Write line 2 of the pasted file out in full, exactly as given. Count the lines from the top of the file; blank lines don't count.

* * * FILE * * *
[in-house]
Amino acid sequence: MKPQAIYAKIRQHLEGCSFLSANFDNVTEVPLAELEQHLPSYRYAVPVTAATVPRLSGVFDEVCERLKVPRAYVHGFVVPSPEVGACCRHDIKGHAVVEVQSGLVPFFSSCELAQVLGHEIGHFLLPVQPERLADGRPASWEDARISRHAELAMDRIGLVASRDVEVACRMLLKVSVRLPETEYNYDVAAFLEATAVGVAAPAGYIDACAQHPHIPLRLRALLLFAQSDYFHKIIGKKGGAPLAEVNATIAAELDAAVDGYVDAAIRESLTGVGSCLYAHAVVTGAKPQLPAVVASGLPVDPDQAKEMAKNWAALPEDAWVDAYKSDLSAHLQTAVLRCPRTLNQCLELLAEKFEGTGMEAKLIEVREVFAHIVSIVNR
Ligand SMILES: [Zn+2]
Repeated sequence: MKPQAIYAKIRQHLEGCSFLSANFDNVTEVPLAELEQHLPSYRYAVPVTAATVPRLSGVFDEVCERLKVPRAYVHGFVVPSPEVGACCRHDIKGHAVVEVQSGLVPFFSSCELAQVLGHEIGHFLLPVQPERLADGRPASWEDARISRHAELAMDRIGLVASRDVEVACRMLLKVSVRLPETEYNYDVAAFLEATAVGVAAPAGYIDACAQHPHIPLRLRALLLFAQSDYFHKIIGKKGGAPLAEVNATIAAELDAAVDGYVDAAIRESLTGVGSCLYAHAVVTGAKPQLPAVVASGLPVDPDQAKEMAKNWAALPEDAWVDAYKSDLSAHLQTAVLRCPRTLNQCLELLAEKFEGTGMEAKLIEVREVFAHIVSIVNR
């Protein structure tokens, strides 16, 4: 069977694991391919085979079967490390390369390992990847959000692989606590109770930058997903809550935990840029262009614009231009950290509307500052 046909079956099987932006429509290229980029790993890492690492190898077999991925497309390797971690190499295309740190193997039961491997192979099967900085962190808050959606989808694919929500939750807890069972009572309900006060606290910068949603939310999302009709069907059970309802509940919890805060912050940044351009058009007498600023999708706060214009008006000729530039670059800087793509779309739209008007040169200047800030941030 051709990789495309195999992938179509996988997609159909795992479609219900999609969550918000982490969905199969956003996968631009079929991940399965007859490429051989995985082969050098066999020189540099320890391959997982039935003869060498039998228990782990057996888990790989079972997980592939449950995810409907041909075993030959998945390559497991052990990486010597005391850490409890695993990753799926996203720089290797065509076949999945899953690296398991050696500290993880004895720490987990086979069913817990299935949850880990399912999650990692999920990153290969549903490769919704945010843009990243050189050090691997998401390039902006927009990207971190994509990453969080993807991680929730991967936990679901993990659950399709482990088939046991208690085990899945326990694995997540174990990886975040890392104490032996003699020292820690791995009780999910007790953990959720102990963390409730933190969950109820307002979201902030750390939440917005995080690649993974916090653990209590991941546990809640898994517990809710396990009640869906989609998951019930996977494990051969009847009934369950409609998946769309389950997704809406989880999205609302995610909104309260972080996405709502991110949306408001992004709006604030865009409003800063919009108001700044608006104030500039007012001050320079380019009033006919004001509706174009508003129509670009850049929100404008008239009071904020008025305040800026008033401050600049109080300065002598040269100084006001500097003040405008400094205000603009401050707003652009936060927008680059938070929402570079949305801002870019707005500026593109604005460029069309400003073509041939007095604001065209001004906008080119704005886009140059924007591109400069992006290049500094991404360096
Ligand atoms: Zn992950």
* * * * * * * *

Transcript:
Amino acid sequence: MKPQAIYAKIRQHLEGCSFLSANFDNVTEVPLAELEQHLPSYRYAVPVTAATVPRLSGVFDEVCERLKVPRAYVHGFVVPSPEVGACCRHDIKGHAVVEVQSGLVPFFSSCELAQVLGHEIGHFLLPVQPERLADGRPASWEDARISRHAELAMDRIGLVASRDVEVACRMLLKVSVRLPETEYNYDVAAFLEATAVGVAAPAGYIDACAQHPHIPLRLRALLLFAQSDYFHKIIGKKGGAPLAEVNATIAAELDAAVDGYVDAAIRESLTGVGSCLYAHAVVTGAKPQLPAVVASGLPVDPDQAKEMAKNWAALPEDAWVDAYKSDLSAHLQTAVLRCPRTLNQCLELLAEKFEGTGMEAKLIEVREVFAHIVSIVNR